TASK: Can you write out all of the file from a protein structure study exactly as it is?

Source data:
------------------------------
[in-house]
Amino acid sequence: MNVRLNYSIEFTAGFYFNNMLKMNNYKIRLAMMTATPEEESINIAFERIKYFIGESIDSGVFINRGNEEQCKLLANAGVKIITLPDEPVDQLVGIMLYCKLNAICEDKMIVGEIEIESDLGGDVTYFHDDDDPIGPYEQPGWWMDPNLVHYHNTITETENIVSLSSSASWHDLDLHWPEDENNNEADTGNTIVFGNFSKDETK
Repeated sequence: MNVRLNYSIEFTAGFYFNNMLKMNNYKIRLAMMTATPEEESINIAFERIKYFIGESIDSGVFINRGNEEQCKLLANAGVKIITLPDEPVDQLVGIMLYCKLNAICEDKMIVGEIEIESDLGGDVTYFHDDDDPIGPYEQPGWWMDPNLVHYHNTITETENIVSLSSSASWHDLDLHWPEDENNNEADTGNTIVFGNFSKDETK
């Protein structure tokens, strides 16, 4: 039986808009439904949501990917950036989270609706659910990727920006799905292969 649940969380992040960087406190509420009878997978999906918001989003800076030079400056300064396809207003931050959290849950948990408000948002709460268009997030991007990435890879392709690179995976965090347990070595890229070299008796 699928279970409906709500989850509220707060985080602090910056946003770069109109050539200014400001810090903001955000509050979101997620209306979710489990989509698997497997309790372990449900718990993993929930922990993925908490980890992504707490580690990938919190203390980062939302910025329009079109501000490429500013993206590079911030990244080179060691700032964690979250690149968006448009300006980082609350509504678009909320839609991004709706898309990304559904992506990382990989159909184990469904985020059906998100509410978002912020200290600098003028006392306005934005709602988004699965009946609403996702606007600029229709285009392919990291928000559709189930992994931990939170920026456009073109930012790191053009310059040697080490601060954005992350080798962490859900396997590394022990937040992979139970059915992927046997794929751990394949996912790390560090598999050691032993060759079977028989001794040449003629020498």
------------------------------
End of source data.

[in-house]
Amino acid sequence: MNVRLNYSIEFTAGFYFNNMLKMNNYKIRLAMMTATPEEESINIAFERIKYFIGESIDSGVFINRGNEEQCKLLANAGVKIITLPDEPVDQLVGIMLYCKLNAICEDKMIVGEIEIESDLGGDVTYFHDDDDPIGPYEQPGWWMDPNLVHYHNTITETENIVSLSSSASWHDLDLHWPEDENNNEADTGNTIVFGNFSKDETK
Repeated sequence: MNVRLNYSIEFTAGFYFNNMLKMNNYKIRLAMMTATPEEESINIAFERIKYFIGESIDSGVFINRGNEEQCKLLANAGVKIITLPDEPVDQLVGIMLYCKLNAICEDKMIVGEIEIESDLGGDVTYFHDDDDPIGPYEQPGWWMDPNLVHYHNTITETENIVSLSSSASWHDLDLHWPEDENNNEADTGNTIVFGNFSKDETK
């Protein structure tokens, strides 16, 4: 039986808009439904949501990917950036989270609706659910990727920006799905292969 649940969380992040960087406190509420009878997978999906918001989003800076030079400056300064396809207003931050959290849950948990408000948002709460268009997030991007990435890879392709690179995976965090347990070595890229070299008796 699928279970409906709500989850509220707060985080602090910056946003770069109109050539200014400001810090903001955000509050979101997620209306979710489990989509698997497997309790372990449900718990993993929930922990993925908490980890992504707490580690990938919190203390980062939302910025329009079109501000490429500013993206590079911030990244080179060691700032964690979250690149968006448009300006980082609350509504678009909320839609991004709706898309990304559904992506990382990989159909184990469904985020059906998100509410978002912020200290600098003028006392306005934005709602988004699965009946609403996702606007600029229709285009392919990291928000559709189930992994931990939170920026456009073109930012790191053009310059040697080490601060954005992350080798962490859900396997590394022990937040992979139970059915992927046997794929751990394949996912790390560090598999050691032993060759079977028989001794040449003629020498």